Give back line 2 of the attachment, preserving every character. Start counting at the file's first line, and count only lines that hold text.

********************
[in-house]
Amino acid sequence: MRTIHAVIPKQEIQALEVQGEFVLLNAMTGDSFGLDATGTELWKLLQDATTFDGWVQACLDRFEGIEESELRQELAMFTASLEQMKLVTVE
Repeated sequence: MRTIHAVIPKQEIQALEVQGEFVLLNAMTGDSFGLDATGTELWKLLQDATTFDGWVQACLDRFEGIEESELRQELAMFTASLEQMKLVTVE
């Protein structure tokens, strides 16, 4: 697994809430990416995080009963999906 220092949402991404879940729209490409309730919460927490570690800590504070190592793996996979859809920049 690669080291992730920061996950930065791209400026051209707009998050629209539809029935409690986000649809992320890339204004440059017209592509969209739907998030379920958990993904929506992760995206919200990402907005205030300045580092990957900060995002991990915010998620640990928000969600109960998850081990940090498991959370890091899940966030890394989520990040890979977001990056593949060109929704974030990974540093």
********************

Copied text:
Amino acid sequence: MRTIHAVIPKQEIQALEVQGEFVLLNAMTGDSFGLDATGTELWKLLQDATTFDGWVQACLDRFEGIEESELRQELAMFTASLEQMKLVTVE